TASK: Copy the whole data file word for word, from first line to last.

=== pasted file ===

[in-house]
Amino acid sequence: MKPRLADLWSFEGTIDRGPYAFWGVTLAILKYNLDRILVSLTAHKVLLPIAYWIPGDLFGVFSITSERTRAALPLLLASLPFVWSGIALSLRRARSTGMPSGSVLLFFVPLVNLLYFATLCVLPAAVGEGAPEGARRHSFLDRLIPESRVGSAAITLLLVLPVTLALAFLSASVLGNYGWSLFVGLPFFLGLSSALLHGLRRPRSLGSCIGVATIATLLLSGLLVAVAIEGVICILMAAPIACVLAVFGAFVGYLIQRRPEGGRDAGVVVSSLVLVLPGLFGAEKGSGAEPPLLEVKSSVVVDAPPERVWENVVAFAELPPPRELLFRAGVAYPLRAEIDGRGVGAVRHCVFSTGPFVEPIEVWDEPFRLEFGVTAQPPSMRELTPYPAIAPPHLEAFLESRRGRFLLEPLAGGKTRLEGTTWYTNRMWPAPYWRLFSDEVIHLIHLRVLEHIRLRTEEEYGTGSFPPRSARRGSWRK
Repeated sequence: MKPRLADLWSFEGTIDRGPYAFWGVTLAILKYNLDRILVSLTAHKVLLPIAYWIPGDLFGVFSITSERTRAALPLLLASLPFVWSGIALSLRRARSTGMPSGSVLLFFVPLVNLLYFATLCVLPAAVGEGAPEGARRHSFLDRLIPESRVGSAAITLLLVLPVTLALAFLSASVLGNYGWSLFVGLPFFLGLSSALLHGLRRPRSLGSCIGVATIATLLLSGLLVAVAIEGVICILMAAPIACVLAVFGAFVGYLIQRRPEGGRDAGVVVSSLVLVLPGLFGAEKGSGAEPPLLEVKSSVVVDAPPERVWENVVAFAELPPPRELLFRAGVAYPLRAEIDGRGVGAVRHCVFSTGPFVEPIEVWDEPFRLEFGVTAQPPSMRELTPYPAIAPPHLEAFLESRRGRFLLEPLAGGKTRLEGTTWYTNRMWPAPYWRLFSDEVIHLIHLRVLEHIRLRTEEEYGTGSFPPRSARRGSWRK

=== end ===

[in-house]
Amino acid sequence: MKPRLADLWSFEGTIDRGPYAFWGVTLAILKYNLDRILVSLTAHKVLLPIAYWIPGDLFGVFSITSERTRAALPLLLASLPFVWSGIALSLRRARSTGMPSGSVLLFFVPLVNLLYFATLCVLPAAVGEGAPEGARRHSFLDRLIPESRVGSAAITLLLVLPVTLALAFLSASVLGNYGWSLFVGLPFFLGLSSALLHGLRRPRSLGSCIGVATIATLLLSGLLVAVAIEGVICILMAAPIACVLAVFGAFVGYLIQRRPEGGRDAGVVVSSLVLVLPGLFGAEKGSGAEPPLLEVKSSVVVDAPPERVWENVVAFAELPPPRELLFRAGVAYPLRAEIDGRGVGAVRHCVFSTGPFVEPIEVWDEPFRLEFGVTAQPPSMRELTPYPAIAPPHLEAFLESRRGRFLLEPLAGGKTRLEGTTWYTNRMWPAPYWRLFSDEVIHLIHLRVLEHIRLRTEEEYGTGSFPPRSARRGSWRK
Repeated sequence: MKPRLADLWSFEGTIDRGPYAFWGVTLAILKYNLDRILVSLTAHKVLLPIAYWIPGDLFGVFSITSERTRAALPLLLASLPFVWSGIALSLRRARSTGMPSGSVLLFFVPLVNLLYFATLCVLPAAVGEGAPEGARRHSFLDRLIPESRVGSAAITLLLVLPVTLALAFLSASVLGNYGWSLFVGLPFFLGLSSALLHGLRRPRSLGSCIGVATIATLLLSGLLVAVAIEGVICILMAAPIACVLAVFGAFVGYLIQRRPEGGRDAGVVVSSLVLVLPGLFGAEKGSGAEPPLLEVKSSVVVDAPPERVWENVVAFAELPPPRELLFRAGVAYPLRAEIDGRGVGAVRHCVFSTGPFVEPIEVWDEPFRLEFGVTAQPPSMRELTPYPAIAPPHLEAFLESRRGRFLLEPLAGGKTRLEGTTWYTNRMWPAPYWRLFSDEVIHLIHLRVLEHIRLRTEEEYGTGSFPPRSARRGSWRK